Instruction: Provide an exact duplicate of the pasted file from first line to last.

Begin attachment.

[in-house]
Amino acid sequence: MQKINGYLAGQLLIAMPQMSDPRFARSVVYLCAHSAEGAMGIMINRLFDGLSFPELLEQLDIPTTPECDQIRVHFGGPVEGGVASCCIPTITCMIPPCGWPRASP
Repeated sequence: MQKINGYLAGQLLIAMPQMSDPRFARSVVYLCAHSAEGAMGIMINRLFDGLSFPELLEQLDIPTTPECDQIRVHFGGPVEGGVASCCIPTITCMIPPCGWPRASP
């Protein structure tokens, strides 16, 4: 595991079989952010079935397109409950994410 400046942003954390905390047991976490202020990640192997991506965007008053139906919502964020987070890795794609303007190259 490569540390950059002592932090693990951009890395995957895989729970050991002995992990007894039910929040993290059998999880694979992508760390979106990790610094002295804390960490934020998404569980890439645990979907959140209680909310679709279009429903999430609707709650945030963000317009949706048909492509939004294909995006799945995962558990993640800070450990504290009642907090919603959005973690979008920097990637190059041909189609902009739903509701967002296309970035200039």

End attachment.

[in-house]
Amino acid sequence: MQKINGYLAGQLLIAMPQMSDPRFARSVVYLCAHSAEGAMGIMINRLFDGLSFPELLEQLDIPTTPECDQIRVHFGGPVEGGVASCCIPTITCMIPPCGWPRASP
Repeated sequence: MQKINGYLAGQLLIAMPQMSDPRFARSVVYLCAHSAEGAMGIMINRLFDGLSFPELLEQLDIPTTPECDQIRVHFGGPVEGGVASCCIPTITCMIPPCGWPRASP
């Protein structure tokens, strides 16, 4: 595991079989952010079935397109409950994410 400046942003954390905390047991976490202020990640192997991506965007008053139906919502964020987070890795794609303007190259 490569540390950059002592932090693990951009890395995957895989729970050991002995992990007894039910929040993290059998999880694979992508760390979106990790610094002295804390960490934020998404569980890439645990979907959140209680909310679709279009429903999430609707709650945030963000317009949706048909492509939004294909995006799945995962558990993640800070450990504290009642907090919603959005973690979008920097990637190059041909189609902009739903509701967002296309970035200039």